'Lost Highway' 4K Restoration Trailer: David Lynch's Surreal Mindbender Is Getting A Re-Release On June 24

David Lynch is a unique filmmaker, even when you talk about him as a person. (This is the same guy who did weather reports for days on YouTube during COVID.) But even as a filmmaker, he’s an artist who creates works that aren’t easily always easily digestible and are often meant to challenge the viewer. So, when Janus Films decided to make a trailer for the 4K restoration of “Lost Highway,” you had to assume the studio would take the opportunity to do the most Lynch-ian trailer imaginable.

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Instead of showcasing scenes from the film with incredible visual clarity and sound, as you come to expect from a 4K restoration, the trailer for “Lost Highway” is just a shaky, handheld shot of a smartphone with the film’s poster and a still from the film. It’s strange. It’s abrasive. It’s very much David Lynch. 

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The film stars Bill Pullman, Patricia Arquette, and Balthazar Getty. As mentioned, the film is directed by David Lynch, who is also known for films such as “Elephant Man,” “Eraserhead,” and “Mulholland Drive,” as well as the TV series “Twin Peaks.” He co-wrote the feature alongside Barry Gifford.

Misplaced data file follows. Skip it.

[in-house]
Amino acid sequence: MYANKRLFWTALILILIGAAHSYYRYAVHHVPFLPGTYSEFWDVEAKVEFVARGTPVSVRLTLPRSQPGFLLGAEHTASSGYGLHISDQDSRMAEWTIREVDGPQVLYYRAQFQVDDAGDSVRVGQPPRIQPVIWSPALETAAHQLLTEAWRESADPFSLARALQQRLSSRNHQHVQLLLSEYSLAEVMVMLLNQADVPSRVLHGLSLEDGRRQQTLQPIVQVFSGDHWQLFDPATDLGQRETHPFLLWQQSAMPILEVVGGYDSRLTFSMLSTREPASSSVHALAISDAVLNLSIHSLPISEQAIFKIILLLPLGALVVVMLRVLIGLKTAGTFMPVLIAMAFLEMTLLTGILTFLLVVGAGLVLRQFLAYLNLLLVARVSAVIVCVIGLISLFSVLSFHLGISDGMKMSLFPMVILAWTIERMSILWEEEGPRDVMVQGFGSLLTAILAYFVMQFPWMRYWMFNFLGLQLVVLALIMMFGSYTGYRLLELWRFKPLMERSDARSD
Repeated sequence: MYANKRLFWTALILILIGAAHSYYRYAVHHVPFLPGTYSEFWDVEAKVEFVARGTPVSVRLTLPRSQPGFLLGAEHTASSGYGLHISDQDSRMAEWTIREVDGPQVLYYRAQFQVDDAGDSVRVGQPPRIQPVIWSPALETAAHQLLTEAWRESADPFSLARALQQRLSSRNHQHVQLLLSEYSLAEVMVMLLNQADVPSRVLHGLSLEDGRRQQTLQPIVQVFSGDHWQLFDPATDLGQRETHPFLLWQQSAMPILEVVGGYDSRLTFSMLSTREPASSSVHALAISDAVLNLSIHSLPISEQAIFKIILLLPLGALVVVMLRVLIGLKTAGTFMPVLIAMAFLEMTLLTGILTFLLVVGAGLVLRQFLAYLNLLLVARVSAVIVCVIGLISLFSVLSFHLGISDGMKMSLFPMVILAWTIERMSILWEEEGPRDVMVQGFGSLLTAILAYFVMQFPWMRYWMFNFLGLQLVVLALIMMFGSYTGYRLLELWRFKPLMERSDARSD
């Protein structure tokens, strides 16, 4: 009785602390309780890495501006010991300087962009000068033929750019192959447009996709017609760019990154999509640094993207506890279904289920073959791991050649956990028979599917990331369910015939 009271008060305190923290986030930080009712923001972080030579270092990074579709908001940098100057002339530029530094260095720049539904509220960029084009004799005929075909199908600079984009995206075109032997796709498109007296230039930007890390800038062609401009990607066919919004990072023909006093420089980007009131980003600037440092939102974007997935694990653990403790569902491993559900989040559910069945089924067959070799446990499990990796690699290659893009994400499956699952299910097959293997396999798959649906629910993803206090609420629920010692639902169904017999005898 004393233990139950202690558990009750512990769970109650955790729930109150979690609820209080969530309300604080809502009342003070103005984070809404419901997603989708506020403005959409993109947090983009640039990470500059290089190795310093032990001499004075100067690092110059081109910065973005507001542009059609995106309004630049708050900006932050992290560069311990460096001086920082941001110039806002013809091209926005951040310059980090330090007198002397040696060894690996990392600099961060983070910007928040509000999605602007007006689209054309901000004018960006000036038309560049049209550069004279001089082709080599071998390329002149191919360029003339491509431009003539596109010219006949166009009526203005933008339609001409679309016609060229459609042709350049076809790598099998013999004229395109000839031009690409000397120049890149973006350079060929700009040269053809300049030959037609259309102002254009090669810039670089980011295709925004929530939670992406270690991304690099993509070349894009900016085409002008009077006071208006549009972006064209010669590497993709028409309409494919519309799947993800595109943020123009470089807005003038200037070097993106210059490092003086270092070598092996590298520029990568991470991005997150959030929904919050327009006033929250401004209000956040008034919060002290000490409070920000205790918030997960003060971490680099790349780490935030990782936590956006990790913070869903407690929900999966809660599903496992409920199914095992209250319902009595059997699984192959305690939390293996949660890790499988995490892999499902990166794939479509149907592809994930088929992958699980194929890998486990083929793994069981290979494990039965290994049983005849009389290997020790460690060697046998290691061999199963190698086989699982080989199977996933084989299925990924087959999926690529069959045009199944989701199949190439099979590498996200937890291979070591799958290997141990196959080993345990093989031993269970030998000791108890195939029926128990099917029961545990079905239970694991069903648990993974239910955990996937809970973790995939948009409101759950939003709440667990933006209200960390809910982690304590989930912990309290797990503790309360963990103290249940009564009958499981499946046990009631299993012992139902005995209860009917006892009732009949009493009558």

The “Lost Highway” 4K Restoration debuts at Film at Lincoln Center on June 24, with a nationwide rollout coming in the weeks after. You can watch the trailer below.

Here’s the synopsis for the 4K Restoration from Film at Lincoln Center:

Most of Lynch’s later films straddle (at least) two realities, and their most ominous moments arise from a dawning awareness that one world is about to yield to another. In Lost Highway, returning to Film at Lincoln Center in a new 4K restoration, we are introduced to brooding jazz saxophonist Fred Madison (Bill Pullman) while he lives in a simmering state of jealousy with his listless and possibly unfaithful wife Renee (Patricia Arquette). About one hour in, a rupture fundamentally alters the narrative logic of the film and the world itself becomes a nightmare embodiment of a consciousness out of control. Lost Highway marked a return from the wilderness for Lynch, and the arrival of his more radical expressionism—alternating omnipresent darkness with overexposed whiteouts, dead air with the belligerent soundtrack assault of industrial metal bands, and the tactile sensation that everything is really happening with the infinite delusions of schizophrenic thought.